Alexei Navalny was poisoned, German doctors confirm

Russian opposition activist remains in a serious condition in a Berlin hospital

Police officers patrol outside the Charité hospital as Russian dissident Alexei Navalny undergoes treatment inside, in Berlin, Germany. Photograph: Krisztian Bocsi/Bloomberg

Police officers patrol outside the Charité hospital as Russian dissident Alexei Navalny undergoes treatment inside, in Berlin, Germany. Photograph: Krisztian Bocsi/Bloomberg


German doctors have confirmed Russian anti-corruption activist Alexei Navalny was poisoned.

Mr Navalny fell ill in Russia on Thursday and was transferred to Berlin’s Charité university hospital on Saturday, where he remains in a serious but non-life-threatening condition.

“The clinical tests indicate an intoxication through a substance from the cholinesterase active ingredient group,” said the hospital in a statement. “The specific substance has not been identified so far, and a further wide-ranging analysis has been initiated.”

Cholinesterase is an enzyme, found especially in the heart, brain and blood, required to avoid overstimulation of the nervous system. It can be affected by genetic factors and by poisoning. The Charité statement added that the effect of the detected toxin “has been proven several times and in independent laboratories”.

Mr Navalny is being treated with an antidote – atropine – but the hospital said his clinical outcome remained unclear. Effects on his nervous system are possible, the statement added. Mr Navalny remains in an induced coma, under tight security, at the city centre facility, visited only by his wife and a small circle of supporters.

“The decisive question is whether he survives this undamaged and can take up his role again,” said Jaka Bizilj, chairman of the German foundation that organised the private jet to transport Mr Navalny to Berlin. “If he survives this undamaged, what we all hope, then he is certainly out of political battle for one, two months.”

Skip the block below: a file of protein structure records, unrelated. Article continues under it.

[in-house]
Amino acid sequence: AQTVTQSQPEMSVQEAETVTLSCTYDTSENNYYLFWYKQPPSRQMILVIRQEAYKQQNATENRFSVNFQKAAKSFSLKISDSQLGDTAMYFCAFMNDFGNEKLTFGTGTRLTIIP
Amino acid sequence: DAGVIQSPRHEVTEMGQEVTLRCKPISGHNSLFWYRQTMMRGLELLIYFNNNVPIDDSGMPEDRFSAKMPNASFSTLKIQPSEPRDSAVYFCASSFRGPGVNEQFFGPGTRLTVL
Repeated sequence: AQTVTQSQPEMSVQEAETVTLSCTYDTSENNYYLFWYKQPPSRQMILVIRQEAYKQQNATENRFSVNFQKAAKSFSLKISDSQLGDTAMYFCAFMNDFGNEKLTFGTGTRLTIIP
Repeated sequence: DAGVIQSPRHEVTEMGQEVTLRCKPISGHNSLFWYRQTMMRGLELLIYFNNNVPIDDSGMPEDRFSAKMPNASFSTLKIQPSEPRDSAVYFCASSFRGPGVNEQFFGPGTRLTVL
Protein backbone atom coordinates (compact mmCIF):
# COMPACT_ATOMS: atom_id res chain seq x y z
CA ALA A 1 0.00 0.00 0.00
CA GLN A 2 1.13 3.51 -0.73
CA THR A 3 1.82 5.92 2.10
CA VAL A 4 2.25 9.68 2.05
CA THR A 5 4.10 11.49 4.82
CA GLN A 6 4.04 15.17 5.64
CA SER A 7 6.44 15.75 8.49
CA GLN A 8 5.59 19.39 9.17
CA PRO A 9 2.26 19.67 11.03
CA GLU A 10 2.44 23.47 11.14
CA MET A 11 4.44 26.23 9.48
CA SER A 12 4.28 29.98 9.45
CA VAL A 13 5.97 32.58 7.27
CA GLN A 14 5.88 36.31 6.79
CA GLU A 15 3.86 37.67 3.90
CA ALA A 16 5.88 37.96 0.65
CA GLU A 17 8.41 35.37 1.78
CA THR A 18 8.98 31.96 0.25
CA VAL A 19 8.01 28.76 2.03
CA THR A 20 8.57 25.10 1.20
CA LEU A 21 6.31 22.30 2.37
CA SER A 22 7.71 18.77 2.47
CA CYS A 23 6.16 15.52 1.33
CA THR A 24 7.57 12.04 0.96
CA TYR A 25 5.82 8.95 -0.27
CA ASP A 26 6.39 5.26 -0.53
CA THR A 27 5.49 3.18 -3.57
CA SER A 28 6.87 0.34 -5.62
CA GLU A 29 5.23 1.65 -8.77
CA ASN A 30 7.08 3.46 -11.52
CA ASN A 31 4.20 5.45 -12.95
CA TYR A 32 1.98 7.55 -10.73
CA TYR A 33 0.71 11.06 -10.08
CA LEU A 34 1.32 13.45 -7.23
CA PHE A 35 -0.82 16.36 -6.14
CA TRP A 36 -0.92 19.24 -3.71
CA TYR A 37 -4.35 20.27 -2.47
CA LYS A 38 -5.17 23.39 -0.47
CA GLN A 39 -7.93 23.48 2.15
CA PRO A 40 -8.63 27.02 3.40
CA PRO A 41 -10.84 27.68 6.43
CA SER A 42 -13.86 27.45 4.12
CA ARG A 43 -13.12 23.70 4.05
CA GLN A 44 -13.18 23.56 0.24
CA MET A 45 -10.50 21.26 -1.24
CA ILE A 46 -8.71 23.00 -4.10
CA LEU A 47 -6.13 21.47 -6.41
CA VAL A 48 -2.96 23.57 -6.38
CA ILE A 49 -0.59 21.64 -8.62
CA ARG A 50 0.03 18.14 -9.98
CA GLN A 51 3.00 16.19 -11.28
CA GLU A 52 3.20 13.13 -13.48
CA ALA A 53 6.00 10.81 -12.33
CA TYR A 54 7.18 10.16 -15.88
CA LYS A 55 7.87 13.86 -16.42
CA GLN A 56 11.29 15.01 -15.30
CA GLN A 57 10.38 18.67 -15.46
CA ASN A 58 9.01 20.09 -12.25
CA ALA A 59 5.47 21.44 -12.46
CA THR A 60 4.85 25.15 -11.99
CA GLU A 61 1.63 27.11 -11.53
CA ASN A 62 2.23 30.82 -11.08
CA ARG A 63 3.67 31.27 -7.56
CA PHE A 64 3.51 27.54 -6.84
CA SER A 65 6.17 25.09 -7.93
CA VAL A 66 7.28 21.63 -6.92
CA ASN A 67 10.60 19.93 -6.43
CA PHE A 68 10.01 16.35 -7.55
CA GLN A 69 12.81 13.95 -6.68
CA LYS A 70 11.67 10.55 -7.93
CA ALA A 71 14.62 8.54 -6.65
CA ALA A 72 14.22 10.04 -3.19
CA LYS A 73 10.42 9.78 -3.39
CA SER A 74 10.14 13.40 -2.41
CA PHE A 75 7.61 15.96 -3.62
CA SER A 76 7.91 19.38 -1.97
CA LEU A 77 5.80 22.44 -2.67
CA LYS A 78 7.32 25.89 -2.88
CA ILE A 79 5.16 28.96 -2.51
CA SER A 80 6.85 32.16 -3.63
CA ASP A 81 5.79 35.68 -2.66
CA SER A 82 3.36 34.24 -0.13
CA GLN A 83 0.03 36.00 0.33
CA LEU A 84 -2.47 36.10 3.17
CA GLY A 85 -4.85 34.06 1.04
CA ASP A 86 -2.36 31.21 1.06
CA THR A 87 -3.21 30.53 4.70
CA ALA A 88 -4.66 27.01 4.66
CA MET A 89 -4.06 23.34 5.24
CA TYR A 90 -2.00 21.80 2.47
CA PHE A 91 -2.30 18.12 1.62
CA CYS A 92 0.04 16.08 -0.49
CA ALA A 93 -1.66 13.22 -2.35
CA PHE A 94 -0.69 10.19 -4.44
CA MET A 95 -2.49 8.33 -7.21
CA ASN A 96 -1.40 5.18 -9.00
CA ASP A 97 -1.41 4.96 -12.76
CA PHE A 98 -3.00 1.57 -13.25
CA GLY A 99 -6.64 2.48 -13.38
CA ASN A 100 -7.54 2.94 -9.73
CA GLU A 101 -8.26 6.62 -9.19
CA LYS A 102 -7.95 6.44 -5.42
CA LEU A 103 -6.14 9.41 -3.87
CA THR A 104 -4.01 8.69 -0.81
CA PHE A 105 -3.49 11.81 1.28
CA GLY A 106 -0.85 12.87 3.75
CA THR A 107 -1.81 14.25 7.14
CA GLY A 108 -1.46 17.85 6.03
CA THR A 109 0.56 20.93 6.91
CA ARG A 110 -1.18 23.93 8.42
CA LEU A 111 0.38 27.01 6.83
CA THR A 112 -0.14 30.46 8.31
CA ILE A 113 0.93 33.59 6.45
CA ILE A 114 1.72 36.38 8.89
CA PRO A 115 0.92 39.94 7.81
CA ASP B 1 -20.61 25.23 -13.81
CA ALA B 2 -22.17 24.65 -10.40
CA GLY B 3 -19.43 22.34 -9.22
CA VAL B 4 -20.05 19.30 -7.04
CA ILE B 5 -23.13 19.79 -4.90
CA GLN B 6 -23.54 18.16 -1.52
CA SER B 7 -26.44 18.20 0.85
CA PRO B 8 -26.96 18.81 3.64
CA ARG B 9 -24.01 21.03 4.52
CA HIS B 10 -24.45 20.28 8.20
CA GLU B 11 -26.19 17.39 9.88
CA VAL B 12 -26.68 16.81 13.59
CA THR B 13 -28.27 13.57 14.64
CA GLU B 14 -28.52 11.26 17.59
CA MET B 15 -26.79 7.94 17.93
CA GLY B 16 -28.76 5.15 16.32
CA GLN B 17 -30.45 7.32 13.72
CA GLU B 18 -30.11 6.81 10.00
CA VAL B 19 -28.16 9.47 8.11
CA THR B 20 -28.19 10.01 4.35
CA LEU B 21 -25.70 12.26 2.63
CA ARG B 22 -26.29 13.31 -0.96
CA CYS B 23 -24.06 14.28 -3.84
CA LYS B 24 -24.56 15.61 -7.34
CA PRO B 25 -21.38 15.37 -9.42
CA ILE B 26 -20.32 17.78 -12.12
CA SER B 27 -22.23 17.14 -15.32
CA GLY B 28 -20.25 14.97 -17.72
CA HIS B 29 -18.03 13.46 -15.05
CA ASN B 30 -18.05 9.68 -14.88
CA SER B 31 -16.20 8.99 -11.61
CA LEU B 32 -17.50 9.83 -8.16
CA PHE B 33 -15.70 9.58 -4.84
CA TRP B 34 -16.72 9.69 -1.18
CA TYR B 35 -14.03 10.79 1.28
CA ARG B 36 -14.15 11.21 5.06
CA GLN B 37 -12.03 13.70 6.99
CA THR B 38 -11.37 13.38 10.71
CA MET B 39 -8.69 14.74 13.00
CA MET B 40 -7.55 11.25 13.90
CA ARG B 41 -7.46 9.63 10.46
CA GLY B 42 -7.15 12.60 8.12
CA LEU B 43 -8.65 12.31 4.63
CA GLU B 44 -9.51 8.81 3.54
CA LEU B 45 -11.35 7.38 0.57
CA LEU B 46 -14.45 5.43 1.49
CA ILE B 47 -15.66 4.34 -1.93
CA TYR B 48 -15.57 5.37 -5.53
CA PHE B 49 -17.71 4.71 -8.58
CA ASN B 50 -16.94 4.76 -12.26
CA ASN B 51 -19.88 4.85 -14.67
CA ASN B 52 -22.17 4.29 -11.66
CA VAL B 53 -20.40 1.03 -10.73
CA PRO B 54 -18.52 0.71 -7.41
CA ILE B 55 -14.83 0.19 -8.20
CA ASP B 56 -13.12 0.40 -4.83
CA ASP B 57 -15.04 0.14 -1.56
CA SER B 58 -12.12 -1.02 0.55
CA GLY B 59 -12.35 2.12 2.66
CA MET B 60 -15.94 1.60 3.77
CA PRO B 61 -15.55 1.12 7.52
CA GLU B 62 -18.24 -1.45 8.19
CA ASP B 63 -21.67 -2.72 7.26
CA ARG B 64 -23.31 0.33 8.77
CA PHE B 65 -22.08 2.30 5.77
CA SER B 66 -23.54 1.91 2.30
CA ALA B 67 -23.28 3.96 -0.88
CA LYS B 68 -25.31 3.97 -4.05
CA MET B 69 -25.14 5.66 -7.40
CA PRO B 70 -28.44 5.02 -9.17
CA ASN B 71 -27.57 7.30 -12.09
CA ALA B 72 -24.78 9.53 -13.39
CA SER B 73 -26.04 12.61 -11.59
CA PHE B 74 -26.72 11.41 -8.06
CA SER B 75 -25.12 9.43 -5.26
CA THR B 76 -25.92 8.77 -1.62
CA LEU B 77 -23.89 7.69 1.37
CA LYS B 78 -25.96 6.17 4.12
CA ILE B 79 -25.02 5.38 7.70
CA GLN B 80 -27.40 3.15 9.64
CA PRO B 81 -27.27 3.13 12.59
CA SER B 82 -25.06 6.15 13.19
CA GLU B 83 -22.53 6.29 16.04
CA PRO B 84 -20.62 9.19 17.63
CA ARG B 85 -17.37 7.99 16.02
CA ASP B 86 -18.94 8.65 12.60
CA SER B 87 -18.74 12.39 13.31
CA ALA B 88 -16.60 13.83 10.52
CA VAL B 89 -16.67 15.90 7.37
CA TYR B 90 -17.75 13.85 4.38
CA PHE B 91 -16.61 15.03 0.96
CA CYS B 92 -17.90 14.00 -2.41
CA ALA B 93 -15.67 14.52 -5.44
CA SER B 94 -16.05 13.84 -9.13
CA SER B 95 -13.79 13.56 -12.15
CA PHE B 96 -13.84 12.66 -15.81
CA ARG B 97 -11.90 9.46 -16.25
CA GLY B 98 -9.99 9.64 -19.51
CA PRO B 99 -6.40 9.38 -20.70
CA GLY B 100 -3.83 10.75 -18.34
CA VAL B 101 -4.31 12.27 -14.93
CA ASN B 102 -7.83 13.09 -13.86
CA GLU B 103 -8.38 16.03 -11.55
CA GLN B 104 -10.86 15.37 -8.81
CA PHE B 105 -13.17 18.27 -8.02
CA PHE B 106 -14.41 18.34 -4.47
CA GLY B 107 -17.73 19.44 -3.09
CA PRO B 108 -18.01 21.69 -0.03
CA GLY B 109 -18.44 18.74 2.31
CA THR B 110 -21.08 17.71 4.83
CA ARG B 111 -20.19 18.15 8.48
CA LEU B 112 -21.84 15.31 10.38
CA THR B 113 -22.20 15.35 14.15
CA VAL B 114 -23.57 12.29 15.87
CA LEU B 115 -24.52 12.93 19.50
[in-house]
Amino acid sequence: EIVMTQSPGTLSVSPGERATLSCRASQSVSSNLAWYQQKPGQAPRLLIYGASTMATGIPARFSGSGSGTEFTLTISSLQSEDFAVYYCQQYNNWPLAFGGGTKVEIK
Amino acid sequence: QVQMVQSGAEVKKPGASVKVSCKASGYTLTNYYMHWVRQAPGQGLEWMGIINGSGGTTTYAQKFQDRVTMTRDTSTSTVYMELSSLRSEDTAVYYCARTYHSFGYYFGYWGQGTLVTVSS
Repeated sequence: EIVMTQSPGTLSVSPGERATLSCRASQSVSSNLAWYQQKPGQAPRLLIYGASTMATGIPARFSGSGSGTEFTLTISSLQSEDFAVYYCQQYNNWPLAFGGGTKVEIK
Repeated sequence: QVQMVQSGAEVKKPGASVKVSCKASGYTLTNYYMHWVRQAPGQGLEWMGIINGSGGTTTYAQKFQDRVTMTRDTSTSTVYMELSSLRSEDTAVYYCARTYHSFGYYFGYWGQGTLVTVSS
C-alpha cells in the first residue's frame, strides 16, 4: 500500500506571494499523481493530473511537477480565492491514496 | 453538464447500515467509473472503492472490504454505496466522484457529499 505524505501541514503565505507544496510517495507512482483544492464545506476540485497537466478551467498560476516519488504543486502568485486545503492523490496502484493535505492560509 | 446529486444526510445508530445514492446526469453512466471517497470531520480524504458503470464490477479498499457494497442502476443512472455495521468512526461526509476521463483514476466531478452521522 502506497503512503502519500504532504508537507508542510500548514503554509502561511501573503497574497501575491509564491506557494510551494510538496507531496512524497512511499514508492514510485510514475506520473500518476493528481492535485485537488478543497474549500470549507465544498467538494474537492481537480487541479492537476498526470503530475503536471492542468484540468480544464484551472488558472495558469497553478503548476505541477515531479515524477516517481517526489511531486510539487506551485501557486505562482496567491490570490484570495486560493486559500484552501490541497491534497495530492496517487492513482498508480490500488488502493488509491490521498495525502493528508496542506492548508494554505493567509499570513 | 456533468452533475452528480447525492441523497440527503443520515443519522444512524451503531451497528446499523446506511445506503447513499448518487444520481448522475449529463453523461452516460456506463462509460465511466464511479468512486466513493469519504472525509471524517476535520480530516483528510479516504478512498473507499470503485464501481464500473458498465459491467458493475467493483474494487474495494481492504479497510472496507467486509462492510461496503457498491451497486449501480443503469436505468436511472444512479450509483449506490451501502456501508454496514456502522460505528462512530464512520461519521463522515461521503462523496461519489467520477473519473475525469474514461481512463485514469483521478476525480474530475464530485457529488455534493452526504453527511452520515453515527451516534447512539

Supporters of Mr Navalny believe he unwittingly drank poison-laced tea.

‘Low blood sugar’

Russian doctors had suggested the long-time opponent of President Vladimir Putin was suffering from a metabolic disease possibly caused by low blood sugar. Later, health officials in Russia suggested an industrial chemical used in polymers had been found on Mr Navalny’s skin and hair.

Mr Navalny was transferred to Germany after a prolonged battle between his family and Russian doctors.

German chancellor Angela Merkel intervened in the standoff to offer Germany’s assistance. Her spokesman on Monday said the Russian activist was “with a certain degree of probability, poisoned”.

“The suspicion is not that Mr Navalny seriously poisoned himself but that someone seriously poisoned Mr Navalny,” said Steffen Seibert, the chancellor’s spokesman, on Monday. “Unfortunately in the recent past there has been one or other exemplary cases.”

Mr Navalny (44) had been on a tour of Siberia and was on a return flight to Moscow on Thursday when he fell ill. The flight was diverted to the city of Omsk, where he was rushed to a local hospital.

Berlin’s Charité hospital has a history of treating Russian dissidents.

In 2018 opposition activist Pyotr Verzilov, an associate of the Russian punk rock band Pussy Riot, was treated in the Berlin clinic for a suspected poisoning.

Pressure is growing on Dr Merkel to take a tougher line on Russia. A year ago a Chechen separatist living in Berlin was shot dead in a city centre park in what federal authorities say was a contract killing ordered by the Kremlin. Mr Putin later insisted the man was responsible for the deaths of 98 people in the March 2010 Moscow Metro attacks.